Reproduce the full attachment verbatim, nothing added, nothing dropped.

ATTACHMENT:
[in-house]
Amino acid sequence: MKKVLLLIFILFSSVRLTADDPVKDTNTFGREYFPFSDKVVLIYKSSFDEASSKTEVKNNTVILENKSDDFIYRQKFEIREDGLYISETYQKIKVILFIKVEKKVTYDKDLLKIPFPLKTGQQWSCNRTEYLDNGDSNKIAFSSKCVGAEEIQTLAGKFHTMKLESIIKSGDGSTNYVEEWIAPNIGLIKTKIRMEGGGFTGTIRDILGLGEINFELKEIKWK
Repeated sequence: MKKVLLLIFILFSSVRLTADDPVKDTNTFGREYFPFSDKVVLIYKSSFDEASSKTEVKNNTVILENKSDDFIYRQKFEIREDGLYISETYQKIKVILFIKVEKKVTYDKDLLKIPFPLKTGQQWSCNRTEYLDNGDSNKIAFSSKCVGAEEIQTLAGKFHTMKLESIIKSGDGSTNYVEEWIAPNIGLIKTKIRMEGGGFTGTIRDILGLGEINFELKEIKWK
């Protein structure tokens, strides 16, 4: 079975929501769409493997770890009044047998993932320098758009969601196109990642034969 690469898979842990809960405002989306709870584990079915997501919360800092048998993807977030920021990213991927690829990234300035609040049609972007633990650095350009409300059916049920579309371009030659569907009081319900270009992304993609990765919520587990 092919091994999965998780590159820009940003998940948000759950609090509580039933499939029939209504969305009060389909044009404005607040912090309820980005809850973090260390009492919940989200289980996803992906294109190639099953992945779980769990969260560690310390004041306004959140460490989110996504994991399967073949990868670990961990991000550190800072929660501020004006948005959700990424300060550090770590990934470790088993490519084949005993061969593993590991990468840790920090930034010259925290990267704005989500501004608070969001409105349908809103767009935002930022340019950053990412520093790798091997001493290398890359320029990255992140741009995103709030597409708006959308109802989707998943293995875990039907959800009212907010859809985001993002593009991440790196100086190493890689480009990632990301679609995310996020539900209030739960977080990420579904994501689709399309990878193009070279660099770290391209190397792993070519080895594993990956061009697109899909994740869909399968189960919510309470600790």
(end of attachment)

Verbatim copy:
[in-house]
Amino acid sequence: MKKVLLLIFILFSSVRLTADDPVKDTNTFGREYFPFSDKVVLIYKSSFDEASSKTEVKNNTVILENKSDDFIYRQKFEIREDGLYISETYQKIKVILFIKVEKKVTYDKDLLKIPFPLKTGQQWSCNRTEYLDNGDSNKIAFSSKCVGAEEIQTLAGKFHTMKLESIIKSGDGSTNYVEEWIAPNIGLIKTKIRMEGGGFTGTIRDILGLGEINFELKEIKWK
Repeated sequence: MKKVLLLIFILFSSVRLTADDPVKDTNTFGREYFPFSDKVVLIYKSSFDEASSKTEVKNNTVILENKSDDFIYRQKFEIREDGLYISETYQKIKVILFIKVEKKVTYDKDLLKIPFPLKTGQQWSCNRTEYLDNGDSNKIAFSSKCVGAEEIQTLAGKFHTMKLESIIKSGDGSTNYVEEWIAPNIGLIKTKIRMEGGGFTGTIRDILGLGEINFELKEIKWK
């Protein structure tokens, strides 16, 4: 079975929501769409493997770890009044047998993932320098758009969601196109990642034969 690469898979842990809960405002989306709870584990079915997501919360800092048998993807977030920021990213991927690829990234300035609040049609972007633990650095350009409300059916049920579309371009030659569907009081319900270009992304993609990765919520587990 092919091994999965998780590159820009940003998940948000759950609090509580039933499939029939209504969305009060389909044009404005607040912090309820980005809850973090260390009492919940989200289980996803992906294109190639099953992945779980769990969260560690310390004041306004959140460490989110996504994991399967073949990868670990961990991000550190800072929660501020004006948005959700990424300060550090770590990934470790088993490519084949005993061969593993590991990468840790920090930034010259925290990267704005989500501004608070969001409105349908809103767009935002930022340019950053990412520093790798091997001493290398890359320029990255992140741009995103709030597409708006959308109802989707998943293995875990039907959800009212907010859809985001993002593009991440790196100086190493890689480009990632990301679609995310996020539900209030739960977080990420579904994501689709399309990878193009070279660099770290391209190397792993070519080895594993990956061009697109899909994740869909399968189960919510309470600790």